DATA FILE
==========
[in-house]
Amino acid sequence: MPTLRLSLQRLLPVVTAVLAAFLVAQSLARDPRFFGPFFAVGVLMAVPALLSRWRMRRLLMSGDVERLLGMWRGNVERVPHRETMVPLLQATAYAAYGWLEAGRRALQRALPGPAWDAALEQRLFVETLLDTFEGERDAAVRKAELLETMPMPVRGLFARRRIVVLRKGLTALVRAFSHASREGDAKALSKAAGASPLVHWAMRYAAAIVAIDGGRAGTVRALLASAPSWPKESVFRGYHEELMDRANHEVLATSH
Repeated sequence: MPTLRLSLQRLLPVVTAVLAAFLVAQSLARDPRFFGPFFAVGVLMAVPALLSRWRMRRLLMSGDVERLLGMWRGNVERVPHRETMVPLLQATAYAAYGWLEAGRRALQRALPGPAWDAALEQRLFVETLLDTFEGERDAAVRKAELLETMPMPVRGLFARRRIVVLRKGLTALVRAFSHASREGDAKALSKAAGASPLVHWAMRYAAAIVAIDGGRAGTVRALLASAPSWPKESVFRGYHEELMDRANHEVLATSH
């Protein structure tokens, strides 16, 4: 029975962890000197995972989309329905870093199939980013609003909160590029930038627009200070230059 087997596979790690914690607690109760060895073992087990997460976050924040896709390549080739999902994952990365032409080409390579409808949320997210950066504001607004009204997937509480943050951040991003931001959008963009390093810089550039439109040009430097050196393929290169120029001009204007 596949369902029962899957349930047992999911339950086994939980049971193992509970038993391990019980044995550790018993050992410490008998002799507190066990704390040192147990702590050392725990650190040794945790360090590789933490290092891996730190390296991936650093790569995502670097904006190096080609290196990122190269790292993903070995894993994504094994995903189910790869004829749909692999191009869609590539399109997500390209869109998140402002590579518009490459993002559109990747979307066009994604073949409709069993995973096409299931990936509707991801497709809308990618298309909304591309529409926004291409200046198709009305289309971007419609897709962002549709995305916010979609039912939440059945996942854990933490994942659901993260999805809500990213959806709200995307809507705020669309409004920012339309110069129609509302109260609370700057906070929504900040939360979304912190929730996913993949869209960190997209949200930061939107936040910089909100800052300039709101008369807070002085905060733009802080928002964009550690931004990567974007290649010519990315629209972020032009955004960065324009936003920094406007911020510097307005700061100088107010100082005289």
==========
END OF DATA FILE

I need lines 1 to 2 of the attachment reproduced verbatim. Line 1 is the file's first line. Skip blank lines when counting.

[in-house]
Amino acid sequence: MPTLRLSLQRLLPVVTAVLAAFLVAQSLARDPRFFGPFFAVGVLMAVPALLSRWRMRRLLMSGDVERLLGMWRGNVERVPHRETMVPLLQATAYAAYGWLEAGRRALQRALPGPAWDAALEQRLFVETLLDTFEGERDAAVRKAELLETMPMPVRGLFARRRIVVLRKGLTALVRAFSHASREGDAKALSKAAGASPLVHWAMRYAAAIVAIDGGRAGTVRALLASAPSWPKESVFRGYHEELMDRANHEVLATSH